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This podcast is part of the series: ArchiTreats: Food for Thought
Alabama Department of Archives and History
ArchiTreats: Food for Thought continues another year of informative talks on Alabama history at the Alabama Department of Archives and History. Join us as Eric Walther presents William Lowndes Yancey and the Coming of the Civil War.
Eric Walther’s talk, based on his recent biography of William Lowndes Yancey, could easily be titled “the making of a fire eater,” or “the Yancey that nobody knows.” Professor Walther will detail the many profound and troubling incidents in the early years of Yancey’s life in order to explain how this man transformed from a die-hard Unionist into Alabama’s premier secessionist. Family turbulence and violence combined with the hypocrisy and duplicity of his Northern step-father, resulting in Yancey’s early rejection and distrust of Northern society and his belief in the innate superiority of the slaveholding regime of the antebellum South. As disunion grew close in the 1850s, in a speech to students at the University of Alabama, Yancey all but pronounced himself the embodiment of the South and its leading defender.
Eric Walther teaches U.S. History at the University of Houston. His specialty is the Antebellum South and the coming of the Civil War. He received a B.A. in History and American Studies from California State University, Fullerton and M. A. and Ph.D. degrees from Louisiana State University. Walther is the author of three books, numerous articles, and book reviews. Shattering of the Union: America in the 1850s, won a Choice Magazine book award in 2004. William Lowndes Yancey and the Coming of the Civil War was published by the University of North Carolina Press in the spring of 2006 and has received the James Rawley Award from the Southern Historical Association and the Jefferson Davis Award from the Mus eum of the Confederacy.
This program is part of the statewide Becoming Alabama initiative to commemorate three landmark events in the development of Alabama: the Creek War of 1813‐1814, the CivilWar and Emancipation, and th e Civil Rights Movement. ArchiTreats: Food for Thought lecture series is made possible by the Friends of the Alabama Archives. The public is invited to bring a sack lunch and enjoy a bit of Alabama history. Coffee and tea will be provided by the Friends of the Alabama Archives. For more information, call (334) 353‐4726.
Content Areas: Social Studies
Alabama Course of Study Alignments and/or Professional Development Standard Alignments:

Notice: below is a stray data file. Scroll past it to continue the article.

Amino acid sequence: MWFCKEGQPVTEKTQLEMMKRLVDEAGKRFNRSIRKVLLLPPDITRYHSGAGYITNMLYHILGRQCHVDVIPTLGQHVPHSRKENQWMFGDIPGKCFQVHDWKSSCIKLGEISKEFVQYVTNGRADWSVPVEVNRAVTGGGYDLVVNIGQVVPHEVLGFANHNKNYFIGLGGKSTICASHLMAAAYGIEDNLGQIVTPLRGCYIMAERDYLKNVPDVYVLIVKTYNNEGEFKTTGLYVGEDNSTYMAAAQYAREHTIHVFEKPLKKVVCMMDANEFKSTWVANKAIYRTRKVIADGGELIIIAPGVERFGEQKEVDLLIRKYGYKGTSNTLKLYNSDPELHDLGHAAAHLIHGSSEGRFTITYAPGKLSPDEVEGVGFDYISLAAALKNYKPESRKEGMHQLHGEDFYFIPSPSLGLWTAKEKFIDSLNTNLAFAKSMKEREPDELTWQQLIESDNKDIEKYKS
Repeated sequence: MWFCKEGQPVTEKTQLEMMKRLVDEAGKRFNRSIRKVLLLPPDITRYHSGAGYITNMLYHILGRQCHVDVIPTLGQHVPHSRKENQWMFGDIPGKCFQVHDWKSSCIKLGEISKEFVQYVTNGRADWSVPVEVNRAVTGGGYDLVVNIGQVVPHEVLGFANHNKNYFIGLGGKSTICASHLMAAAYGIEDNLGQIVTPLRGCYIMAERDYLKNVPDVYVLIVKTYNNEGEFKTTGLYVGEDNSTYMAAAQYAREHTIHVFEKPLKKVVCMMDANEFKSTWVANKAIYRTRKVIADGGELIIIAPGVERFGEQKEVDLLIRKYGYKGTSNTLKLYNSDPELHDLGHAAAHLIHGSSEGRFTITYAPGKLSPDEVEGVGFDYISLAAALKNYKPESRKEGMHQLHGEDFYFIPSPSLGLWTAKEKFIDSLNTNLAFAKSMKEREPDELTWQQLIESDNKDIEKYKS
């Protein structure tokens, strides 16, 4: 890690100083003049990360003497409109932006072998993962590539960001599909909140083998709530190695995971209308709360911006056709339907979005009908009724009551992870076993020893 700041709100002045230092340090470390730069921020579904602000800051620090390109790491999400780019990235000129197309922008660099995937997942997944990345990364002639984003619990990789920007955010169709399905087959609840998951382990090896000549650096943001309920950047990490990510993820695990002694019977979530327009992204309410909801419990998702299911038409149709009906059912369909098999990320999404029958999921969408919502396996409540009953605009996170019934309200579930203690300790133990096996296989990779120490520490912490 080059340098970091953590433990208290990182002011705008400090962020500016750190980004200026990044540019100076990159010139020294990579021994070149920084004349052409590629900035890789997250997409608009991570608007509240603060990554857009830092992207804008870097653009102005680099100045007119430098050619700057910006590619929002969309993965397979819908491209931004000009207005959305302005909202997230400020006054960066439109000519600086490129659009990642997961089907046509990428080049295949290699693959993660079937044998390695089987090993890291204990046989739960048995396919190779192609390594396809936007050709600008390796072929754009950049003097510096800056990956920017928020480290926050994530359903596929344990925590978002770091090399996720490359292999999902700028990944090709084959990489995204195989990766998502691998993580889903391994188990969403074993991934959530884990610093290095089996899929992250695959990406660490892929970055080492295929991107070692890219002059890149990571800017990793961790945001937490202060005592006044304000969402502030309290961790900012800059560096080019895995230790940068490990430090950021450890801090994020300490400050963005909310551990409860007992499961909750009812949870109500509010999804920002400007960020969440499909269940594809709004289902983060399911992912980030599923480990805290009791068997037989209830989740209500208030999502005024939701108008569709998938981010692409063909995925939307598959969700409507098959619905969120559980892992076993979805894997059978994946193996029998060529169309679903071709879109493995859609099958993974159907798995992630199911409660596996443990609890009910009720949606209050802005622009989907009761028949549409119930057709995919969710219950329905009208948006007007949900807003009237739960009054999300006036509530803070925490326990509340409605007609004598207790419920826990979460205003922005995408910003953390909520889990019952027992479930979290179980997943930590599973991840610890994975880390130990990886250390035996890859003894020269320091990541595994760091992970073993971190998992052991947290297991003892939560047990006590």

|SS2010 (4) Alabama Studies || |
7. Explain reasons for Alabama's secession from the Union, including sectionalism, slavery, states' rights, and economic disagreements. Identifying Alabama's role in the organization of the Confederacy, including hosting the secession convention and the inauguration ceremony for leaders Recognizing Montgomery as the first capital of the Confederacy Interpreting the Articles of the Confederation and the Gettysburg Address
|SS2010 (5) United States Studies: Beginnings to the Industrial Revolution || |
11. Identify causes of the Civil War, including states' rights and the issue of slavery. Describing the importance of the Missouri Compromise, Nat Turner's insurrection, the Compromise of 1850, the Dred Scott decision, John Brown's rebellion, and the election of 1860 Recognizing key Northern and Southern personalities, including Abraham Lincoln, Jefferson Davis, Ulysses S. Grant, Robert E. Lee, Thomas Jonathan "Stonewall" Jackson, William Tecumseh Sherman, and Joseph Wheeler (Alabama) Describing social, economic, and political conditions that affected citizens during the Civil War Identifying Alabama's role in the Civil War (Alabama)
Examples: Montgomery as the first capital of the Confederacy, Winston County's opposition to Alabama's secession (Alabama) Locating on a map sites important to the Civil War
Examples: Mason-Dixon Line, Fort Sumter, Appomattox, Gettysburg, Confederate states, Union states (Alabama) Explaining events that led to the conclusion of the Civil War
|SS2010 (10) United States History I: Beginnings to the Industrial Revolution || |
13. Summarize major legislation and court decisions from 1800 to 1861 that led to increasing sectionalism, including the Missouri Compromise of 1820, the Compromise of 1850, the Fugitive Slave Acts, the Kansas-Nebraska Act, and the Dred Scott decision. [A.1.a., A.1.c., A.1.e., A.1.f., A.1.g., A.1.i., A.1.j.] Describing Alabama's role in the developing sectionalism of the United States from 1819 to 1861, including participation in slavery, secession, the Indian War, and reliance on cotton (Alabama) Analyzing the Westward Expansion from 1803 to 1861 to determine its effect on sectionalism, including the Louisiana Purchase, Texas Annexation, and the Mexican Cession Describing tariff debates and the nullification crisis between 1800 and 1861 Analyzing the formation of the Republican Party for its impact on the 1860 election of Abraham Lincoln as President of the United States